STRATFORD — When Dunnville dairy farmer Jerry Huigen publicly dumped 30,000 litres of over-quota milk at the end of January, it inspired another Ontario dairy-farm family to collect almost as many signatures on a petition decrying the waste.
John and Anna Van Dyk don’t like to see milk go to waste. Their online petition was closing in on 30,000 signatures — towards a goal of 35,000 — during the second week of March. It calls on Canada’s milk marketing boards to take “a new approach” and “eliminate the option” of dumping milk, a practice he described as “completely unacceptable” given current socio-economic conditions.
The Van Dyks run a 140-head milking herd near Stratford. And like Jerry Huigen, John Van Dyk comes from Dutch dairy roots.
“In 60 years, we’ve never dumped over-quota milk,” Van Dyk told Farmers Forum. “That’s always been a ‘no’ for us. Some people have gotten used to doing that, and I just think that mentality has to change,” he says, describing milk dumping as a “bad habit.”
He pointed out: “We’re in a supply-management system, and that’s why supply management was created, so we wouldn’t have this dumping of milk.”
He suggests the problem can be solved by imposing a penalty on farmers that dump milk and by waiving the 20 cents per litre trucking charge that currently applies on over-quota milk that is picked up. With these reforms, any over-quota milk making its way into the system could be used to lower the required output of all dairy farms, without dropping their milk cheques. Van Dyk explains: “If guys want to ship 10 % over their quota and not get paid for it, I’ll take it. Because that’s 10 % I don’t have to ship, and I’ll still get paid for it.”
Some additional flexibility could also be built into Dairy Farmers of Ontario’s long-standing food-bank donation program, he adds.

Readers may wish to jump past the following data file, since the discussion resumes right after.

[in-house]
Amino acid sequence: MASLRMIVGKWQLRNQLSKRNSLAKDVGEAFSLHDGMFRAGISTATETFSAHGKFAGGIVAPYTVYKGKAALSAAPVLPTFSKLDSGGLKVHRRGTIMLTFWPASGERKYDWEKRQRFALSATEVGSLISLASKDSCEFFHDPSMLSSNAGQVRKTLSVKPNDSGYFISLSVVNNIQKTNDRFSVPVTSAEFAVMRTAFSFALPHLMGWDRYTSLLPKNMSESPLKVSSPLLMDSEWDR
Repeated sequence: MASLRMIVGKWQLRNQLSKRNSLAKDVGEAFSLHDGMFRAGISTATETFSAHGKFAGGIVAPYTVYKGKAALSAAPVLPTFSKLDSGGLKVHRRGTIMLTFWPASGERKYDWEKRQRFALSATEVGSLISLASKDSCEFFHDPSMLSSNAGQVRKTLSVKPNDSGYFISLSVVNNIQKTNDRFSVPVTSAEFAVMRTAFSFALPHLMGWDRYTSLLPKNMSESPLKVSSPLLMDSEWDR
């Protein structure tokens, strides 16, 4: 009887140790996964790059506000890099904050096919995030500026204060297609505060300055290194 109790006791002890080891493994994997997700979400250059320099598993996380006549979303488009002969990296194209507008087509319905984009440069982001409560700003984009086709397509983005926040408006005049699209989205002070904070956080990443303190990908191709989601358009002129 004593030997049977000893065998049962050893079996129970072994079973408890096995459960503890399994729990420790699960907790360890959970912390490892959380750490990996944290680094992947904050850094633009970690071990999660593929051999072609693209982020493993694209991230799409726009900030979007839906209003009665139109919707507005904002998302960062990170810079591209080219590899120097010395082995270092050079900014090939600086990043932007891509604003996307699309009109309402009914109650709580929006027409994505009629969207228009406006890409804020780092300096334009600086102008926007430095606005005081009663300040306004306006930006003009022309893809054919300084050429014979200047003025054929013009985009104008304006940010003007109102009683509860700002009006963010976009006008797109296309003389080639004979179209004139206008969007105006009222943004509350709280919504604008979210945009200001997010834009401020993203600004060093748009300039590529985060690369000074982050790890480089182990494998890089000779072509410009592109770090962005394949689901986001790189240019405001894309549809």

The bad publicity from Huigen’s viral social media video compels the Dairy Farmers of Ontario and Dairy Farmers of Canada to deal with the issue, according to Van Dyk, “because we’ve lost a lot of consumer confidence, and I think it’s because of that (milk-dumping) incident…. Consumers don’t understand it, and I don’t understand it myself.”
He also notes that tax dollars are going directly into dairy farms now, as compensation for lost domestic market share in the U.S. and E.U. trade deals. And he argues that makes the industry even more accountable to consumers.
He fears that People’s Party of Canada leader Maxime Bernier will leverage the Huigen footage to score points against supply management in the next federal election — possibly in prime time on the main debate stage — unless the overseers of the system make changes to do away with milk dumping before then.
Van Dyk says he hasn’t received blowback from the DFO — or any response — though he concedes the organization may not appreciate the petition. “I think they were hoping the issue would just go away. To me, that’s just not responsible, but I still hope they come up with something.”
He has also reached out to Dairy Farmers of Canada President Pierre Lampron in a letter but hasn’t heard back yet. “Seriously, no one has given me an answer on why we should continue to allow (milk dumping),” he says.
The petition will stay up until someone provides that answer, he says. You can find the petition online at change.org. Search under the name Anna Van Dyk.